I showed up but he wasn’t there.
For several weeks I’d been trying to get a hold of the elusive bodega owner Badra Syad, who is originally from Bangladesh. I’d left messages for him, I visited and talked to his employees, and dropped three business cards. I left several phone messages, but of course he didn’t return them. Bodega owners never do. Finally, by luck I caught him by phone at his bodega, the SKB Food Store in Dorchester, MA. I told him I’d be there in half an hour. He agreed, and when I arrived, he wasn’t there. I was told he’d just left for Rosely’s, his second bodega, a two-minute walk up the street.
It’s not uncommon for bodega owners to have two bodegas within a Frito’s throw of each other. It may be one way of containing competition, but it also accommodates the impulsiveness of the average customer, who’ll choose a bodega for scratch tickets based on whether there’s parking nearby or a line at the register. These two bodegas, rather than competing with each other, probably complement each other.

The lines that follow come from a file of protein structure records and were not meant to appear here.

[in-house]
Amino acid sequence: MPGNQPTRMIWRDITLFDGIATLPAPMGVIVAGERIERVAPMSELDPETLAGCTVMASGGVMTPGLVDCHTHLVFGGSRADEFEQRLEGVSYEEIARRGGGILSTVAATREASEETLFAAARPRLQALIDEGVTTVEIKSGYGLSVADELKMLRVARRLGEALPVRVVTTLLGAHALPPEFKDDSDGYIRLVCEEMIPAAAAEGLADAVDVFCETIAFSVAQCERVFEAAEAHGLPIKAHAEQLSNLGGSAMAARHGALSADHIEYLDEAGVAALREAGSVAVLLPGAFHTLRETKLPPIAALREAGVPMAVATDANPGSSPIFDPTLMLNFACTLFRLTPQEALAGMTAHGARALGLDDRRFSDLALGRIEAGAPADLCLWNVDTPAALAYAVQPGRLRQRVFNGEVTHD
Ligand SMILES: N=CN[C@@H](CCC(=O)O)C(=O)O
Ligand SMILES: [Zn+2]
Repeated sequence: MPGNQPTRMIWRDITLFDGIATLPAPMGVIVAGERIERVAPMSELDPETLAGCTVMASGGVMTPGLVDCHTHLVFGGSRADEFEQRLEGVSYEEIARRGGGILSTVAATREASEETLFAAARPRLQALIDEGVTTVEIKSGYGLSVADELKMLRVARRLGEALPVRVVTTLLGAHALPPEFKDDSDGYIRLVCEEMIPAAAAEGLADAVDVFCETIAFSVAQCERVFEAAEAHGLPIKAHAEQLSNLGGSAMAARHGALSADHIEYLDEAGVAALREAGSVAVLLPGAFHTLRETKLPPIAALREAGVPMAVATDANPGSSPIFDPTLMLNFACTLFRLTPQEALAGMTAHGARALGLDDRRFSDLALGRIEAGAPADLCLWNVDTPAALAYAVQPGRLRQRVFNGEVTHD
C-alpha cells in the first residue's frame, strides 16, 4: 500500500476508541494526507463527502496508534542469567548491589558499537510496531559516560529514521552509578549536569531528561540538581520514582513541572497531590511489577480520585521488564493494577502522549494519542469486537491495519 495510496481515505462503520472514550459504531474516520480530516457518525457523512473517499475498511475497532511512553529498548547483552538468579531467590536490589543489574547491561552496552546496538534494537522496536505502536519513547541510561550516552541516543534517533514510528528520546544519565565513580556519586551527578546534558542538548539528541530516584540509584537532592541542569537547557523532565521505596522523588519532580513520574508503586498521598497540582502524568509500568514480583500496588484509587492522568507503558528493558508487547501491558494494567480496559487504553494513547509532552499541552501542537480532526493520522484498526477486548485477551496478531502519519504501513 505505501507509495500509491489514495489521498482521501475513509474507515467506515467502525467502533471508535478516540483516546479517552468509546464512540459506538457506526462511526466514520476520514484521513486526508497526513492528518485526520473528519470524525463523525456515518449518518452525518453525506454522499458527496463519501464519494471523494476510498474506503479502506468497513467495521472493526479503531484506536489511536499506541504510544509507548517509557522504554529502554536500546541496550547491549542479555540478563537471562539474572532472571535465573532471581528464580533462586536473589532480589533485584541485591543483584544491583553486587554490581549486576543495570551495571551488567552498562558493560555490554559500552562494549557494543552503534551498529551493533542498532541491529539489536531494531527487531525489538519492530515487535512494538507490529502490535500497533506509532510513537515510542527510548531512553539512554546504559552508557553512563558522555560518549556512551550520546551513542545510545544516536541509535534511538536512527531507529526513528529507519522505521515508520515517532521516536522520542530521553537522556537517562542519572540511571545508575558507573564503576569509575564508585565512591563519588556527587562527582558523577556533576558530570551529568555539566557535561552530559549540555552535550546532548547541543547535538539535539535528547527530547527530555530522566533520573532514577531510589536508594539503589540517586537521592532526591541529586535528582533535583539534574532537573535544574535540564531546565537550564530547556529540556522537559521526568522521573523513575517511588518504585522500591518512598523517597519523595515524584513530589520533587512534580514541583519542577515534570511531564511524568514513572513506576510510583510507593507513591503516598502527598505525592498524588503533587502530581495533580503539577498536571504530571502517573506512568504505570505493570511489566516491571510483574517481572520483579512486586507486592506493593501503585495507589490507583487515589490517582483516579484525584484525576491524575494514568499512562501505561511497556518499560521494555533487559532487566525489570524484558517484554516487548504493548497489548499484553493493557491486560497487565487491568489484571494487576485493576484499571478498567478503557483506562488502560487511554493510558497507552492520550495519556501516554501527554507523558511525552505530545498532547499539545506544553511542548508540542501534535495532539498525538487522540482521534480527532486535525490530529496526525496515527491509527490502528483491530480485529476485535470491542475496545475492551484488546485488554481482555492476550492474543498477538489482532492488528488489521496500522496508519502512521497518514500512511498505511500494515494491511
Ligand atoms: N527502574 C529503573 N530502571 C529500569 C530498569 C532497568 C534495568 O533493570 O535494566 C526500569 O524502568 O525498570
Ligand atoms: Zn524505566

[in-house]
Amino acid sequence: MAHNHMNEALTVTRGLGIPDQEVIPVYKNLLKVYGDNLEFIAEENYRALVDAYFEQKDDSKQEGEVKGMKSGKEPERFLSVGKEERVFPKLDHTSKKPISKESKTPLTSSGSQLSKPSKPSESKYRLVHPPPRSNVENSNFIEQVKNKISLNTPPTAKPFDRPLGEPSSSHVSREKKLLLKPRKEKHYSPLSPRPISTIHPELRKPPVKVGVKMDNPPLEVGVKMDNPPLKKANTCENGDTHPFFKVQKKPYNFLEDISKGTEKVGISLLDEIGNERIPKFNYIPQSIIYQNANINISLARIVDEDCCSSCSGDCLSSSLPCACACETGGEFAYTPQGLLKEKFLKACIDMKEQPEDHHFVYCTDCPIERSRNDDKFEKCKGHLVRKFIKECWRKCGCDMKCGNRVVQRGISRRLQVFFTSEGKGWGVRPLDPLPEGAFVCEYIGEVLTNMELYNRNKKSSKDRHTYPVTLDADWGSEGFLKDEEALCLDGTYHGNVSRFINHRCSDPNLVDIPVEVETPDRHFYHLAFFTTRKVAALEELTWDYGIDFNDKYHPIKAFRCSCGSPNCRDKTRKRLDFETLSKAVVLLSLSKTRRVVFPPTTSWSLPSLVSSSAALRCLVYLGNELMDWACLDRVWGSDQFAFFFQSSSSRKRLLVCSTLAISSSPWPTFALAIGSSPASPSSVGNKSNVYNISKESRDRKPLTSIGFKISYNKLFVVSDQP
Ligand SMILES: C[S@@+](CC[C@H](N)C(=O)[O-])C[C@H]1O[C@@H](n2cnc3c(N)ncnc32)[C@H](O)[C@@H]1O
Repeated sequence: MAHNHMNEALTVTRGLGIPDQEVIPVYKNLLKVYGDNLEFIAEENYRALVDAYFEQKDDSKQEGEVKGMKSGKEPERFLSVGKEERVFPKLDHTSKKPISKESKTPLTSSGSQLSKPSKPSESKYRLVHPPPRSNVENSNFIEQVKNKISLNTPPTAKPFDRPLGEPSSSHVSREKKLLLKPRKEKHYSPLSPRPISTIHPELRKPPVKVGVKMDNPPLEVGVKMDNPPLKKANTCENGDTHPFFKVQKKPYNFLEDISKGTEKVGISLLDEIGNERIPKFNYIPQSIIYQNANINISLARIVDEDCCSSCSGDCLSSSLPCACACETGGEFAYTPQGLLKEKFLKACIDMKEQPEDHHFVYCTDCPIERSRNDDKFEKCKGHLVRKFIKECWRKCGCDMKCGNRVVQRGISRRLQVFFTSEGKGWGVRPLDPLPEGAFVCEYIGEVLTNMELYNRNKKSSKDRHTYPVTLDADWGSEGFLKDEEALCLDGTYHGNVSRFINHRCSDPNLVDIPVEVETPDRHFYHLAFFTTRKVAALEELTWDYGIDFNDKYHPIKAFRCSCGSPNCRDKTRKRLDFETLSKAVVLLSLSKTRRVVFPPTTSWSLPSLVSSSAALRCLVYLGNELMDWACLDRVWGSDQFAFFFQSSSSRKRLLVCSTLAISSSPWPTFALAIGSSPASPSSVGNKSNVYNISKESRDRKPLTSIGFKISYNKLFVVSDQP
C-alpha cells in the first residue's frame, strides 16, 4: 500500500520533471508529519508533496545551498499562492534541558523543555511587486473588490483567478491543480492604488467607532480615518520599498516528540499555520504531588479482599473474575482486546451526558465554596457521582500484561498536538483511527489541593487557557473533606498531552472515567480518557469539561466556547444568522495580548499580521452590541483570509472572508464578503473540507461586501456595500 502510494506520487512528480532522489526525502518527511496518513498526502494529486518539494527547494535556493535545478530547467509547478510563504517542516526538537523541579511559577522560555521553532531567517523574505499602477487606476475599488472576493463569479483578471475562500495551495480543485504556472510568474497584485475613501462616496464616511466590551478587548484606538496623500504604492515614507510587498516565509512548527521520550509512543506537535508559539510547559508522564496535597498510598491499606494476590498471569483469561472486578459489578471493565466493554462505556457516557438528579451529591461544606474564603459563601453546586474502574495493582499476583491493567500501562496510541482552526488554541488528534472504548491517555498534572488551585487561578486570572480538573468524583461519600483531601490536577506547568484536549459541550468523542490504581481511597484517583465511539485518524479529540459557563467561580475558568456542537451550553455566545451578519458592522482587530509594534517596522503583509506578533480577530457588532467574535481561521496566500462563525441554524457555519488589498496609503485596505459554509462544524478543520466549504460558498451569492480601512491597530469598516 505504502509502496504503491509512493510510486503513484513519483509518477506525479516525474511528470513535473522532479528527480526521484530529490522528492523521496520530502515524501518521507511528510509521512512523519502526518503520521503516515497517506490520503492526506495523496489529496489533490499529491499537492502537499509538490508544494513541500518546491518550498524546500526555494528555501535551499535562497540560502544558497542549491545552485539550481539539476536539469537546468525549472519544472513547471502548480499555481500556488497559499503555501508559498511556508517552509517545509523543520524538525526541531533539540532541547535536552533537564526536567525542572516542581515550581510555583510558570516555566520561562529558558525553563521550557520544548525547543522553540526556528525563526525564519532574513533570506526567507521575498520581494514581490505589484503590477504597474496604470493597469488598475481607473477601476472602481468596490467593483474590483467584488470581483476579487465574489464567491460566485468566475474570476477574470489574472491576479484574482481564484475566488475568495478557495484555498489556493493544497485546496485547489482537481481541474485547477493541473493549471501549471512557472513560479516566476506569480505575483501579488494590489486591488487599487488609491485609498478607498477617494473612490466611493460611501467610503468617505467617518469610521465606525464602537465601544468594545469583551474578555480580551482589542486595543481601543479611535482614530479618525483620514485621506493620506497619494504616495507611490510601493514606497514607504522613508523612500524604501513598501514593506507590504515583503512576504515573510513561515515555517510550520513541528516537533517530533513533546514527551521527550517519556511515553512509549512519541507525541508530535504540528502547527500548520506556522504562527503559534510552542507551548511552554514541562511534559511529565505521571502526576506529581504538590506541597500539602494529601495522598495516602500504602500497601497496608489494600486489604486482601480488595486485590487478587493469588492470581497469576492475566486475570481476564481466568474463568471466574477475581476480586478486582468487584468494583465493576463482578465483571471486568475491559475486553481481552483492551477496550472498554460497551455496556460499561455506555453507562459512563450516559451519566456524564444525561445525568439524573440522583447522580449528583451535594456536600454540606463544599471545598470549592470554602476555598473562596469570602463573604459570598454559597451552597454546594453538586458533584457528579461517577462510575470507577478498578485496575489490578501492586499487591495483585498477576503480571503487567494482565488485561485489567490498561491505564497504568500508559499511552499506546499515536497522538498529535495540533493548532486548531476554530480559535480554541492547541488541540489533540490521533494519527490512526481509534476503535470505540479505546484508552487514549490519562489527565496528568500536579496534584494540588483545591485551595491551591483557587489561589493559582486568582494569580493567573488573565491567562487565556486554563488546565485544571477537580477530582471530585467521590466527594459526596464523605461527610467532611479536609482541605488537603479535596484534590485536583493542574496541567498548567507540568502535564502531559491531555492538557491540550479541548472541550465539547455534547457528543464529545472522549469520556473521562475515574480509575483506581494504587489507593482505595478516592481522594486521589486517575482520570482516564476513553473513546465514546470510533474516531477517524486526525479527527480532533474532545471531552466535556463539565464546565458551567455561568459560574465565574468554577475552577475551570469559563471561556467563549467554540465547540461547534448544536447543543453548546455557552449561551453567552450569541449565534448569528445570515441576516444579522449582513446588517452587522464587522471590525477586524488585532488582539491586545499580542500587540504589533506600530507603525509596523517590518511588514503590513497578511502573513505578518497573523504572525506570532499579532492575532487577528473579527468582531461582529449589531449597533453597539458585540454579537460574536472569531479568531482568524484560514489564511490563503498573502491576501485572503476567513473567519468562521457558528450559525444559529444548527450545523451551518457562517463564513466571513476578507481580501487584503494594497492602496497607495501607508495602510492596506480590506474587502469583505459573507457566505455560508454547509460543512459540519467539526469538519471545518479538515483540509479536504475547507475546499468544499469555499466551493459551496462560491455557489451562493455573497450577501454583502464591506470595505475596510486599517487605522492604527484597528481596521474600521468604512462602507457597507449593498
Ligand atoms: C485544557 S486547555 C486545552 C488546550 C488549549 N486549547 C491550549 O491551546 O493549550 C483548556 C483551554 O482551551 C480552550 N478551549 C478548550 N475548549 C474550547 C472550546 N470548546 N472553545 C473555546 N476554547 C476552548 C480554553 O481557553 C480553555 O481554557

But during the interview, Mr.Syad mentioned that he had a third bodega in Dorchester, the Copley Food Mart, about 2 miles away on Bowdoin Street. He’s had that one since 2011. As with the other two, Mr. Syad knew basic rules of design and greatly improved its exterior. For example, the SKB Food Store didn’t always flaunt a unique 3-sign façade. (It originally had only one.) All three bodegas look great, particularly when lit up at night.
But Syad didn’t buy them for their looks. “All my bodegas, they look nice it’s true,” he maintained. “More important, they must be making money. And that I find out before I buy them.”